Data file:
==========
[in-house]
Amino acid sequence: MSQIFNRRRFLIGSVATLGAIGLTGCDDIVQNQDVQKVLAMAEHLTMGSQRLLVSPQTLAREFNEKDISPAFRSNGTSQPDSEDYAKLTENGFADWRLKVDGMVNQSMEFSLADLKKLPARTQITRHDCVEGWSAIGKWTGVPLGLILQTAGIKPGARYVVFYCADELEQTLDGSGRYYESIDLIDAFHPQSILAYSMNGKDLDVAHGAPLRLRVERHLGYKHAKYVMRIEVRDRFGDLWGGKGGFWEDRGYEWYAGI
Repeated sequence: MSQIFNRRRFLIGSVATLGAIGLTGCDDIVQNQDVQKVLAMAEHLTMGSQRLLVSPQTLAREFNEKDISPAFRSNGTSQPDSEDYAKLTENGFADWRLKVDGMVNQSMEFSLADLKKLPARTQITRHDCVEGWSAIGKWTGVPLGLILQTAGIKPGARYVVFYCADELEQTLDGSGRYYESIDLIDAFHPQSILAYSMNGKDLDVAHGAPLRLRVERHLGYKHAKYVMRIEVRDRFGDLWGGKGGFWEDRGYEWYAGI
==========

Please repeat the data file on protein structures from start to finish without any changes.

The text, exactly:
[in-house]
Amino acid sequence: MSQIFNRRRFLIGSVATLGAIGLTGCDDIVQNQDVQKVLAMAEHLTMGSQRLLVSPQTLAREFNEKDISPAFRSNGTSQPDSEDYAKLTENGFADWRLKVDGMVNQSMEFSLADLKKLPARTQITRHDCVEGWSAIGKWTGVPLGLILQTAGIKPGARYVVFYCADELEQTLDGSGRYYESIDLIDAFHPQSILAYSMNGKDLDVAHGAPLRLRVERHLGYKHAKYVMRIEVRDRFGDLWGGKGGFWEDRGYEWYAGI
Repeated sequence: MSQIFNRRRFLIGSVATLGAIGLTGCDDIVQNQDVQKVLAMAEHLTMGSQRLLVSPQTLAREFNEKDISPAFRSNGTSQPDSEDYAKLTENGFADWRLKVDGMVNQSMEFSLADLKKLPARTQITRHDCVEGWSAIGKWTGVPLGLILQTAGIKPGARYVVFYCADELEQTLDGSGRYYESIDLIDAFHPQSILAYSMNGKDLDVAHGAPLRLRVERHLGYKHAKYVMRIEVRDRFGDLWGGKGGFWEDRGYEWYAGI